Get the (almost) weekly digest!

Weekly encouragement, direct to your inbox, (almost) every Saturday.

Powered by ConvertKit

19 Comments

  • Reply Karen June 11, 2014 at 9:18 pm

    Thanks for this excellent post Jeanne!

  • Reply Sarah May 10, 2013 at 2:19 am

    Excellent grounding thoughts Jeanne in how to truly allow a CM education fill the atmosphere of our homes. Thank you.

  • Reply walking November 14, 2012 at 1:54 pm

    I would suggest looking at the book she used which is available online, seeing if it suits your needs, or use it as a guide to find something more suitable.

    • Reply Brandy @ Afterthoughts November 14, 2012 at 5:46 pm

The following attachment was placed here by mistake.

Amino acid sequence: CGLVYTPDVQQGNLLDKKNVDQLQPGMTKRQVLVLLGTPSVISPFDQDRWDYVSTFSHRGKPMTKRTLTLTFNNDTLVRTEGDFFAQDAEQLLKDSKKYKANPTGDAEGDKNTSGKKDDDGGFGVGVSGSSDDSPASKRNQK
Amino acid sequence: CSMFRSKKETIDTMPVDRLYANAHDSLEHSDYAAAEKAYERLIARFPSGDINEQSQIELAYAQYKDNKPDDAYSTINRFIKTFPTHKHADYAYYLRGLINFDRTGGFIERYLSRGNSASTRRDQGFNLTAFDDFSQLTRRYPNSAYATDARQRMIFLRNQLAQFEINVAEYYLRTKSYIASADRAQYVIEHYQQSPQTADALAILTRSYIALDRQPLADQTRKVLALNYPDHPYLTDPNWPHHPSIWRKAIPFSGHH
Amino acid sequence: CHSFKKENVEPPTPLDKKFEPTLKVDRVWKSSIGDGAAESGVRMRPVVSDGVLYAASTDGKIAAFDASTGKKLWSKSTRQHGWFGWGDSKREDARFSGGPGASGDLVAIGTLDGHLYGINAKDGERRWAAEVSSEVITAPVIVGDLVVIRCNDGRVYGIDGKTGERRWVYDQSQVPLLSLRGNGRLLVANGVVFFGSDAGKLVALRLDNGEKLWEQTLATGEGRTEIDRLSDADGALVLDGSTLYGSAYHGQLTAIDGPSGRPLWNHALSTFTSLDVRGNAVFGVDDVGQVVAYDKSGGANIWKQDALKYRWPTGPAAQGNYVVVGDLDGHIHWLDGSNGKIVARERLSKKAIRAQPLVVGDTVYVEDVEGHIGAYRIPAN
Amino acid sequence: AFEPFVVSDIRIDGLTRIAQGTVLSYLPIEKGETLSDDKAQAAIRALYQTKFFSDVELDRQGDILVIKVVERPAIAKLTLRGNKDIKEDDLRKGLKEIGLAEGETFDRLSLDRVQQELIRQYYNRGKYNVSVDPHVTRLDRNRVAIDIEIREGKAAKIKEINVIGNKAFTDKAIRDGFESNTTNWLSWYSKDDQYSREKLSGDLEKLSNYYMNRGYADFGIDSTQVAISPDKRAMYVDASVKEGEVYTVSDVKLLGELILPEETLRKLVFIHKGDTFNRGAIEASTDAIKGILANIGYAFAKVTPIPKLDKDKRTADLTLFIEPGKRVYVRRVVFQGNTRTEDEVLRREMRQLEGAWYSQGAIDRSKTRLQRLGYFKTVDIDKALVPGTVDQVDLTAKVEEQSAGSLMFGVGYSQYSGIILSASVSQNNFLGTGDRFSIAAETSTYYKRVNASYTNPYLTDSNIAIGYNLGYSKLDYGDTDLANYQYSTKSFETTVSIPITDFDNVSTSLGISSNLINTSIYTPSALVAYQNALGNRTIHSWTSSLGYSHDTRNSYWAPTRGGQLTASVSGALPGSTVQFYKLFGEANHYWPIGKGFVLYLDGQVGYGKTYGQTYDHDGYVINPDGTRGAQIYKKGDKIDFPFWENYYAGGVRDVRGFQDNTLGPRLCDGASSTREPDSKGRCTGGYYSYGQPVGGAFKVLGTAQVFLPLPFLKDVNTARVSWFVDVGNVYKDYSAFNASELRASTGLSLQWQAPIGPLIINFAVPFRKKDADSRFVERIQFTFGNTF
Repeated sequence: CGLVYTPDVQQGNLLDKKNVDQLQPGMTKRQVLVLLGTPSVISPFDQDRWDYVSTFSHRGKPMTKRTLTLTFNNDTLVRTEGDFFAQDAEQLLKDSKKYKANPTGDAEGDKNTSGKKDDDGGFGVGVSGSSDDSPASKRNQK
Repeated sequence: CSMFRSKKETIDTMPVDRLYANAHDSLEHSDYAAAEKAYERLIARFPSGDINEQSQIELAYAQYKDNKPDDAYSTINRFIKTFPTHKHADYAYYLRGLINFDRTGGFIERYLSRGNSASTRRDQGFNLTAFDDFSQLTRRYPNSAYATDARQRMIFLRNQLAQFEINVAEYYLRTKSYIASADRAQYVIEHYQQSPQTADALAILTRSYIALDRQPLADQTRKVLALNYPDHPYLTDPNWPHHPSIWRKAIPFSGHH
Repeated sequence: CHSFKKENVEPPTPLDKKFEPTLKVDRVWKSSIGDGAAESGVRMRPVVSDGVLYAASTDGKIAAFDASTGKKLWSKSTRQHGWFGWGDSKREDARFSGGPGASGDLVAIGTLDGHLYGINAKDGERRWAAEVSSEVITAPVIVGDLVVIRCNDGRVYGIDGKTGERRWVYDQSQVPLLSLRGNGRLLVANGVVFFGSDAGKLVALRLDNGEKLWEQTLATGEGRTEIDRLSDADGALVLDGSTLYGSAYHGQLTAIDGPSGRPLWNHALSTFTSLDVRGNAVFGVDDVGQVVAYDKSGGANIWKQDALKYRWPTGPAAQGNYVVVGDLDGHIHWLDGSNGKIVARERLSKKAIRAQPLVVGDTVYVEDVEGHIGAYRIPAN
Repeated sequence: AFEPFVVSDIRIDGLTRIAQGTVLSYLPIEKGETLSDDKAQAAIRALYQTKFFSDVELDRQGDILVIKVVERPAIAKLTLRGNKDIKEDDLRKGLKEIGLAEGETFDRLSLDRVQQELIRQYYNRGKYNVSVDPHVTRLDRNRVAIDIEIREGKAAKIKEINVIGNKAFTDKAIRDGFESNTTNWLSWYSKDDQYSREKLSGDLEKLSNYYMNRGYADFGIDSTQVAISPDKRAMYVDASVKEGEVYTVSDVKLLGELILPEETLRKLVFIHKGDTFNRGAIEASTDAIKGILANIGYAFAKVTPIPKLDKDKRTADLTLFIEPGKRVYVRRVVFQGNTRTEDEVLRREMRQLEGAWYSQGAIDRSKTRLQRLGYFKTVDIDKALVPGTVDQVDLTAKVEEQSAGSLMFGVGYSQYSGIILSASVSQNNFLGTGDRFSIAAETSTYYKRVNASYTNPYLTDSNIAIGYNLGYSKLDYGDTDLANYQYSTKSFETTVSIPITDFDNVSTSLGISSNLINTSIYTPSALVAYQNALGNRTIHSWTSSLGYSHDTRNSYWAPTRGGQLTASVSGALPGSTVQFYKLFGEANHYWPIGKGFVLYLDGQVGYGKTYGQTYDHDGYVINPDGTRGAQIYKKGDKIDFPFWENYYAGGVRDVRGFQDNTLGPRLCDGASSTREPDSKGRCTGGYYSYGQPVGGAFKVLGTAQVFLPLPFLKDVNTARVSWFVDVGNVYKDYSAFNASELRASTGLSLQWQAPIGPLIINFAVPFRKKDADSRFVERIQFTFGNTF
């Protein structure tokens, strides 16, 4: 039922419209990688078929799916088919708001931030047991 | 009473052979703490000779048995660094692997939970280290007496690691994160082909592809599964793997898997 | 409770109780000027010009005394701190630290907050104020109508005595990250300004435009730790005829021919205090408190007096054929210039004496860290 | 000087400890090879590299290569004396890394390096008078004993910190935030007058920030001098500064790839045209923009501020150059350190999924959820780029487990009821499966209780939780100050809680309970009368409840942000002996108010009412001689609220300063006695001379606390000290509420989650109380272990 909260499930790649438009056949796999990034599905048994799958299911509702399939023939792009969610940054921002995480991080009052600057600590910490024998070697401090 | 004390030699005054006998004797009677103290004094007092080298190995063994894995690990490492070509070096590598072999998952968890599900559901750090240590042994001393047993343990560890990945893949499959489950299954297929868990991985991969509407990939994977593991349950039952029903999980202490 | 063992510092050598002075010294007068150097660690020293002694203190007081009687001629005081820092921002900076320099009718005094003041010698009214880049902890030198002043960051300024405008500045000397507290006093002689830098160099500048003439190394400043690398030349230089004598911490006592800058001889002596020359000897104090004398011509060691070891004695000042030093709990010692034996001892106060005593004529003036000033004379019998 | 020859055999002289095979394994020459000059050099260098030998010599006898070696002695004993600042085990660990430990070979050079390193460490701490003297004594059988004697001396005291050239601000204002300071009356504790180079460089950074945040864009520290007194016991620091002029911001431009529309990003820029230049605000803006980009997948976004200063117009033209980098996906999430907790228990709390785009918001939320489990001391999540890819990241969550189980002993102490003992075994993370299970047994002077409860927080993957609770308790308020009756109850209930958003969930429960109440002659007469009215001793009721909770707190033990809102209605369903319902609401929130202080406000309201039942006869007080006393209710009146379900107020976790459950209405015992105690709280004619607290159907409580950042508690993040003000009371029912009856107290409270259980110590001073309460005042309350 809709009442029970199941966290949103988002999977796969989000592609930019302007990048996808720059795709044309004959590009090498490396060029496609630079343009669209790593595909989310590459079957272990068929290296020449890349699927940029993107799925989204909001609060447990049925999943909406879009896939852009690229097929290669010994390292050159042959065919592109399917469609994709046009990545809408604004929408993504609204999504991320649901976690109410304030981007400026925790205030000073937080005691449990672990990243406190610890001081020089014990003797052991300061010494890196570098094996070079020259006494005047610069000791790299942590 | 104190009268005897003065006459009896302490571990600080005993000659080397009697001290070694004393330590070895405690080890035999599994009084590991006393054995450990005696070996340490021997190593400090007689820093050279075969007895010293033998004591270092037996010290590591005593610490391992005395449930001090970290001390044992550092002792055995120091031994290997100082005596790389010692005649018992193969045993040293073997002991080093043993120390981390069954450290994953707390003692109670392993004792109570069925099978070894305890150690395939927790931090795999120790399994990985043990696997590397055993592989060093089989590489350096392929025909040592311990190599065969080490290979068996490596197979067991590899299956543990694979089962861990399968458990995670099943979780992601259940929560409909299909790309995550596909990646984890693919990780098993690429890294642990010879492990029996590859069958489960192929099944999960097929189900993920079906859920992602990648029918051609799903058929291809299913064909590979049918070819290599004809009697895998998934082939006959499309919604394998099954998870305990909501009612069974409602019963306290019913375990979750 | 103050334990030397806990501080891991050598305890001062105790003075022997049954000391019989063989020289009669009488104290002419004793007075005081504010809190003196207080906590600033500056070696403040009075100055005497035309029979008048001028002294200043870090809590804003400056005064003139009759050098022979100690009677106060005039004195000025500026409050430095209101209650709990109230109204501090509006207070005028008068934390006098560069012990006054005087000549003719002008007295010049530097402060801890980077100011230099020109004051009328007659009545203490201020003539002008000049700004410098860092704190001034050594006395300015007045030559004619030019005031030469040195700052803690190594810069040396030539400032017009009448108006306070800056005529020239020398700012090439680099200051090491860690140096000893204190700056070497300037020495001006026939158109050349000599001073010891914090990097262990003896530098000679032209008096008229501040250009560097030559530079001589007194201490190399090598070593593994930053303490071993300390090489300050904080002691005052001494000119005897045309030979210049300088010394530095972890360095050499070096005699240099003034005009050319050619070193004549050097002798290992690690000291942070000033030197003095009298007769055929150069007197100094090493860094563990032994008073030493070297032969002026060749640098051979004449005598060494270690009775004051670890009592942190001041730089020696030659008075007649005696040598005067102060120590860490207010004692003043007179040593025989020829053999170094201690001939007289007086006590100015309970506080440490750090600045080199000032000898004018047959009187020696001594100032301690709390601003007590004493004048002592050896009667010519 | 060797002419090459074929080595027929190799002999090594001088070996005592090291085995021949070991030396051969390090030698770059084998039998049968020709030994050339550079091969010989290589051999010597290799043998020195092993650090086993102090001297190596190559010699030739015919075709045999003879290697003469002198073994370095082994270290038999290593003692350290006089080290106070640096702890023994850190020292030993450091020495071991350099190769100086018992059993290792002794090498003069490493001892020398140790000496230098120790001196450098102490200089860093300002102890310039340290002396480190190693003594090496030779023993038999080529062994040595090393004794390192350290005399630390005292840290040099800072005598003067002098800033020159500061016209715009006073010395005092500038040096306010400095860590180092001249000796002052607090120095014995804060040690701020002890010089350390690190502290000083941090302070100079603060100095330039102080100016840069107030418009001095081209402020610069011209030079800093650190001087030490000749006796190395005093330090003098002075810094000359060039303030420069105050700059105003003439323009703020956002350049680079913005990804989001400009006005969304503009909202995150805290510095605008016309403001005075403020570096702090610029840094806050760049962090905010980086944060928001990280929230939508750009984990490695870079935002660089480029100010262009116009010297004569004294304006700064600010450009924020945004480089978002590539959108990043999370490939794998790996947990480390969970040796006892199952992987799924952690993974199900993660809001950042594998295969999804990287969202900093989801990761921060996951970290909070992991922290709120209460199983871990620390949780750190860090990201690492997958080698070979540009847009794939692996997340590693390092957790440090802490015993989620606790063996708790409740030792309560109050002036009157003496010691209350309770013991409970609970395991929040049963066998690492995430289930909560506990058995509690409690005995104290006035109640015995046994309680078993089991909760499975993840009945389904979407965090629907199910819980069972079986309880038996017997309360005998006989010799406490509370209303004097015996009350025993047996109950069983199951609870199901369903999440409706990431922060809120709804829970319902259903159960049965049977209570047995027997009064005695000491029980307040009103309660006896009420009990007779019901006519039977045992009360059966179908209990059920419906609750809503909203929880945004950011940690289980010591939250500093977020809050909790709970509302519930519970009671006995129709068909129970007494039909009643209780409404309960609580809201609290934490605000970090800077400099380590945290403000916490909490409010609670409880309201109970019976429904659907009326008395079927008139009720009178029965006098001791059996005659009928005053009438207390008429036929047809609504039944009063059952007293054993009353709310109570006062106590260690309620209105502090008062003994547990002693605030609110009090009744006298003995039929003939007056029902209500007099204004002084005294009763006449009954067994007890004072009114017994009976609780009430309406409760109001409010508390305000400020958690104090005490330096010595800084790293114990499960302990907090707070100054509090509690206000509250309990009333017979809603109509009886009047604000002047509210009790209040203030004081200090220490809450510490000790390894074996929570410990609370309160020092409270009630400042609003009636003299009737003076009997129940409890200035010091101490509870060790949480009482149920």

I just looked at it. It looks more like a *history* of math than what we think of as “living math” where the story is trying to teach mathematical concepts. I admit it is a fine line between the two, but still…I have been pondering teaching the Quadrivium using (not solely, but using) primary sources. That idea seems to fit more with this book than I would have expected.

    • Reply Brandy @ Afterthoughts November 14, 2012 at 5:52 pm

      Okay. I just bought it. I think I’ll try using it during my morning Circle Time with all the children and see how it goes. Apparently, they used it in American schools for a time? The copy I found is from the 50s and it was printed by The National Council of Teachers of Mathematics in Washington, DC. Interesting. Someday I need to get a Kindle so I quit spending money on test-driving books like this, but I *do* so like a hard copy…

  • Reply walking November 13, 2012 at 1:16 pm

    Jeanne, you wrote: ” I would say stop dithering over ‘living maths’ and choose a text book.”